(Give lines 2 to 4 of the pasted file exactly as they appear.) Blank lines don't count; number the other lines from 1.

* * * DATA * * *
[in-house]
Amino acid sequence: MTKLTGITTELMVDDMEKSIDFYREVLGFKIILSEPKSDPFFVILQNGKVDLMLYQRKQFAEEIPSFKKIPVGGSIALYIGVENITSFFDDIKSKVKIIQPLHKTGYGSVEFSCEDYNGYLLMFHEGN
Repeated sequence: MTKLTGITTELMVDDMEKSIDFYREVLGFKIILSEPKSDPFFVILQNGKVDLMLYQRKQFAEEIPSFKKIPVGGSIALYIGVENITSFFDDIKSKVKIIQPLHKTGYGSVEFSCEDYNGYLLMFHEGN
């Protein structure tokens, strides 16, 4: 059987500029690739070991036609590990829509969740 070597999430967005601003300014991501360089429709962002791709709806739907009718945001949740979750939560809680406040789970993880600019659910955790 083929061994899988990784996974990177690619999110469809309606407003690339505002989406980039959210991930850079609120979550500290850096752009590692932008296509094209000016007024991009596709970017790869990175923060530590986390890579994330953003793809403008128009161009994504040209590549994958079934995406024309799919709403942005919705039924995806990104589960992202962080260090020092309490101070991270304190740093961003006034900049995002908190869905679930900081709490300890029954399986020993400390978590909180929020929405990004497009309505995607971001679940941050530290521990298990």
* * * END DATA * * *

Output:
Amino acid sequence: MTKLTGITTELMVDDMEKSIDFYREVLGFKIILSEPKSDPFFVILQNGKVDLMLYQRKQFAEEIPSFKKIPVGGSIALYIGVENITSFFDDIKSKVKIIQPLHKTGYGSVEFSCEDYNGYLLMFHEGN
Repeated sequence: MTKLTGITTELMVDDMEKSIDFYREVLGFKIILSEPKSDPFFVILQNGKVDLMLYQRKQFAEEIPSFKKIPVGGSIALYIGVENITSFFDDIKSKVKIIQPLHKTGYGSVEFSCEDYNGYLLMFHEGN
């Protein structure tokens, strides 16, 4: 059987500029690739070991036609590990829509969740 070597999430967005601003300014991501360089429709962002791709709806739907009718945001949740979750939560809680406040789970993880600019659910955790 083929061994899988990784996974990177690619999110469809309606407003690339505002989406980039959210991930850079609120979550500290850096752009590692932008296509094209000016007024991009596709970017790869990175923060530590986390890579994330953003793809403008128009161009994504040209590549994958079934995406024309799919709403942005919705039924995806990104589960992202962080260090020092309490101070991270304190740093961003006034900049995002908190869905679930900081709490300890029954399986020993400390978590909180929020929405990004497009309505995607971001679940941050530290521990298990």